Crombie, Deborah. No Mark Upon Her.

NY: Bantam, 2012.

Like most authors of popular mystery series, Crombie has been getting out a new book every year for some time now. This time fans of the detecting adventures of Superintendent Kincaid and DI Gemma James had to wait three years — but it was worth it. (And time doesn’t move at the same rate as in the outside world, however, or Kincaid’s son, Kit, would be at university by now.)

The background this time (there’s always a new one) involves the very narrow world of elite rowing on the Thames, as practiced at Oxford and Cambridge, and its center at Henley — specifically at the Leander Club, the most prestigious rowing organization in the Western world, where teams are preparing to compete for a chance in the London Olympics. One of the most talented single-scullers, though she’s getting a bit older now, is Becca Meredith, who is also a DCI in the Metropolitan Police. She’s trying to decide whether to go all-out for the British team, because it probably would require resigning from her job. Becca’s not the warmest person around but she’s greatly respected and she certainly didn’t deserve to be drowned. Naturally, when a somewhat senior copper is murdered, especially a female officer, Scotland Yard gets called in and that means Duncan Kincaid. But, as in all of Crombie’s plots, it’s a lot more complicated than that. There’s also a recently retired Assistant Deputy Constable with a very dark personal history which includes Becca, . . . and a number of others. There’s also Freddie Atterton, Becca’s ex-husband, with whom she’s still friendly, and who would do anything for her. And there’s the young rower who was psychologically damaged in Iraq and now is scraping by, repairing boats and working with his search-and-rescue dog. And all those connected threads bring Gemma into the story via her own investigation. Moreover, Kincaid is being warned off by his own superiors (can’t damage the image of the force, after all), which could mean serious trouble for both of them.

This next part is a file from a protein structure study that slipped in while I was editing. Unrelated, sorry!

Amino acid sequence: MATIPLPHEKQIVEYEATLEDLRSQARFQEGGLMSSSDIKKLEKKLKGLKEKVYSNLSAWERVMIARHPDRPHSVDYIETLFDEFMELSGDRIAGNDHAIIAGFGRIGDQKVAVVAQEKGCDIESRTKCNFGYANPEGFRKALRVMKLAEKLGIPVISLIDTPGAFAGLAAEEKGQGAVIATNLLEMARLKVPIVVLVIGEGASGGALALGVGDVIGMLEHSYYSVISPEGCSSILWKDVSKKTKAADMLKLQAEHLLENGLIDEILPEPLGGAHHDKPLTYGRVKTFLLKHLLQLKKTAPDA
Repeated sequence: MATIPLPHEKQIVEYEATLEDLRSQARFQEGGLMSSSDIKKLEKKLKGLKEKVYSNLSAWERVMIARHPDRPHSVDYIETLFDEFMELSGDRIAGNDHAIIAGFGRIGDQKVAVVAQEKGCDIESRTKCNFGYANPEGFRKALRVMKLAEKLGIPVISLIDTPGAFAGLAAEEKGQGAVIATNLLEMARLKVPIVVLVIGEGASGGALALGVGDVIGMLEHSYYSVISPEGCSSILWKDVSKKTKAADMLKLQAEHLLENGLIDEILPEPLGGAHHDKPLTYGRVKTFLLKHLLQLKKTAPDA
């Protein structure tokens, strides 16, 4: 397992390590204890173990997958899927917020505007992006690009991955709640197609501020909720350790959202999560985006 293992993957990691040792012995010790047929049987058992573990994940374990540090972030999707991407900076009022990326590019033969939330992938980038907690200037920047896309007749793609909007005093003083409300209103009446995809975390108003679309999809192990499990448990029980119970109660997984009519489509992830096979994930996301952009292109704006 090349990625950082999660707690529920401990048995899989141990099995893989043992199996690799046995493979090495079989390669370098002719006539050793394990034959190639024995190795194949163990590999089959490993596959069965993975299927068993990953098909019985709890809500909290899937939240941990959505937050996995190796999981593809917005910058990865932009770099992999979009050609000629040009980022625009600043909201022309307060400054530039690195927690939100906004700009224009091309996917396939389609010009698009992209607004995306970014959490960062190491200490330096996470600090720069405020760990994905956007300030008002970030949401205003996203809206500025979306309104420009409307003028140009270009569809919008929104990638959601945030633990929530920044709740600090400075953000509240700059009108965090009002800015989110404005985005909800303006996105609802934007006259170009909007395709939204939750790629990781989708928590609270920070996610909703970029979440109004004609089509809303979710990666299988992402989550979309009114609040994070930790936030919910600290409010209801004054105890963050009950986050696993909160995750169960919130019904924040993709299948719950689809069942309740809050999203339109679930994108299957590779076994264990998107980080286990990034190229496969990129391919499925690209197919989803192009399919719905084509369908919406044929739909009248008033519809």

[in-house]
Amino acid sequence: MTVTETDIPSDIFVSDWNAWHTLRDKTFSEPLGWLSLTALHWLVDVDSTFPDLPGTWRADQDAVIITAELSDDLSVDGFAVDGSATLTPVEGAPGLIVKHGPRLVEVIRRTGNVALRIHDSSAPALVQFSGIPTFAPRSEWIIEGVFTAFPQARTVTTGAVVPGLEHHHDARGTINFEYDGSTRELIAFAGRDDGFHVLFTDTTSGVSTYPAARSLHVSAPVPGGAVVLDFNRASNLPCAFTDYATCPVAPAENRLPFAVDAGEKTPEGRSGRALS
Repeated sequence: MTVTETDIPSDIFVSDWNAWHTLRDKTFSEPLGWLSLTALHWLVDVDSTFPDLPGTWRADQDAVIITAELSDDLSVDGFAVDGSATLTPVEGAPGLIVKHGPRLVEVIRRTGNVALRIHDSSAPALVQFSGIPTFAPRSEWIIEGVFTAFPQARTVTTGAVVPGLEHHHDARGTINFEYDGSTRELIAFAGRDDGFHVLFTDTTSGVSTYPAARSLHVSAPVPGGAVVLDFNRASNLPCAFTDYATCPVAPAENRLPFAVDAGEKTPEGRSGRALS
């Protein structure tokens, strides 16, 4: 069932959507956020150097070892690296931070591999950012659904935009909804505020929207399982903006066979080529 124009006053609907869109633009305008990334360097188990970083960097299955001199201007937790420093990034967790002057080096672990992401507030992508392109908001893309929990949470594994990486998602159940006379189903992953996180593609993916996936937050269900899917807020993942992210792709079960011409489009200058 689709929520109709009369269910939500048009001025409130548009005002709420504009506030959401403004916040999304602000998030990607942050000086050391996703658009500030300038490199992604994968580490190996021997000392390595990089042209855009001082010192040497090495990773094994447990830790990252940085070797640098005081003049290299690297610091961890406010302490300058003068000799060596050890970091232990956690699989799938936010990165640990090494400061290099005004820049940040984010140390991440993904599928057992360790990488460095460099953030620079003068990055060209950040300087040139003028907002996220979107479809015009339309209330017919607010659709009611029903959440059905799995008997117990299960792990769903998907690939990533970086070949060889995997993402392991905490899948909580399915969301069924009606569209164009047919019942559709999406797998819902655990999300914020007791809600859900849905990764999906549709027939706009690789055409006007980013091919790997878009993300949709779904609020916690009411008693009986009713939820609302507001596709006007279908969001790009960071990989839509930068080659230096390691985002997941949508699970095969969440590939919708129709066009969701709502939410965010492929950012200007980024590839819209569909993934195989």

Crombie’s readers have come to know the large cast of supporting players well and they provide a number of continuing story-lines, too. As does Charlotte, the newest addition to their mix-and-match family. There’s a fair amount of brutality involved this time but all of it is justified by the warped personalities involved. I have to say, the author has reached a level of considerable maturity in her writing. I’ll certainly be watching for the next entry in the series, but I hope it won’t take another three years.

Published in: on 31 March 2013 at 6:18 am  Leave a Comment  
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